Weaving Together Hand-Crafted and Digital Art

In her Brookside studio, Debbie Barrett-Jones works the pedals of her floor loom. The rhythmic click, click creates a transfixing, meditative sound as she gets into the zone, weaving her latest scarf. Slowly, a beautiful zig-zag pattern of brown and blue begins to take shape.

Scarves are Barrett-Jones’ (’03 Fiber) sketchbook. She uses them to figure out patterns and design and then applies them to larger, one-of-a-kind textiles she creates for homes, businesses, hospitals and churches. She discovered her love of weaving when she was a student at the Kansas City Art Institute (KCAI), where she went from having little confidence in her artistic abilities to discovering her passion. “The moment I walked into the weaving room and saw the shelves of yarn, my life was changed. There was an instant connection I never knew was possible,” she said.

That’s exactly the reaction KCAI Fiber Chair Pauline Verbeek-Cowart wants. She’s made it her goal to expose new students to weaving and her efforts have made KCAI’s Fiber program one of the most respected in the country. Originally from Holland, Verbeek-Cowart is a gifted artist whose woven work crosses the boundary between fine art and applied textiles. She has exhibited in France, Austria, Korea, Japan and Australia.

At a time when some fine art colleges are eliminating weaving from their curriculum because of the cost and space requirements, KCAI has invested in new equipment to enhance the craft. KCAI has 22 traditional looms and two digital looms, one in the Fiber Studio and one in the David T. Beals III Studios for Art & Technology.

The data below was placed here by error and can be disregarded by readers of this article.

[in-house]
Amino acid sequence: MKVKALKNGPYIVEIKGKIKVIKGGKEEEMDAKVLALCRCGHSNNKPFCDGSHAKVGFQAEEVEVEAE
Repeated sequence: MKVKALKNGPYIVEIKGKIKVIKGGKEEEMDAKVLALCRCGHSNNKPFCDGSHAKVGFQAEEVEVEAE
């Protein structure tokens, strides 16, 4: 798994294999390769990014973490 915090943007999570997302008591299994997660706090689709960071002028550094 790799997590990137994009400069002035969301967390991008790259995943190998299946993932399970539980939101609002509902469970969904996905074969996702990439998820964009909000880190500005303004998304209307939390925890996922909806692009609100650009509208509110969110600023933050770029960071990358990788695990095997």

Students weave by hand first and then move on to the digital tools. Taking an ancient art like weaving that dates back tens of thousands of years to the Paleolithic era, and using new technology like a digital loom, is the future of weaving. According to Verbeek-Cowart, the marriage of the two enhances what the artist does. “The touch of the hand will always be something that attracts people to fiber. Artists will always create by hand because of the tactile quality, but digital tools bring new possibilities.”

Though weaving is an integral part of the KCAI Fiber department curriculum, at its core is something more fundamental — materials investigation. Verbeek-Cowart is committed to teaching students a holistic approach to fiber. They experience knitting, weaving, painting, papermaking and printing. Students also learn how to create and dye their own materials. Last year, they even planted a natural dye garden to encourage the use of sustainable dyes and materials.

“We want our students to explore all materials and get really comfortable with understanding how the materials they use affect the outcome. In turn, students can embody and embrace the processes to do something unique and specific to their aesthetic and desires,” said Verbeek-Cowart.

Barrett-Jones is branching out into new materials like metal. She has explored a variety of photographic processes in the digital prints on display through Jan. 28 Women to Watch – Metals at the Kemper Museum of Contemporary Art. “With metal,” she said, “I can go larger on images than I could before. It allows you to see the detail that people would otherwise pass by.” Currently, Barrett-Jones is designing new fabrics to be put on pillows, upholstery and even wallpaper.

Verbeek-Cowart is proud of what Barrett-Jones and her other students have accomplished.
“I’ve been in awe from the first day in 1997 when I walked into a critique at KCAI and saw the work our talented students do. I knew right then that I was meant to teach. It’s always exciting to see how students interpret the information I give them. They take it to the next level and I learn from them, too.”

To learn more about KCAI’s Fiber department and Pauline Verbeek-Cowart, go to http://kcai.edu/academics/majors/fiber/.

–Kathy St. Clair

About The Author: Contributing Writer

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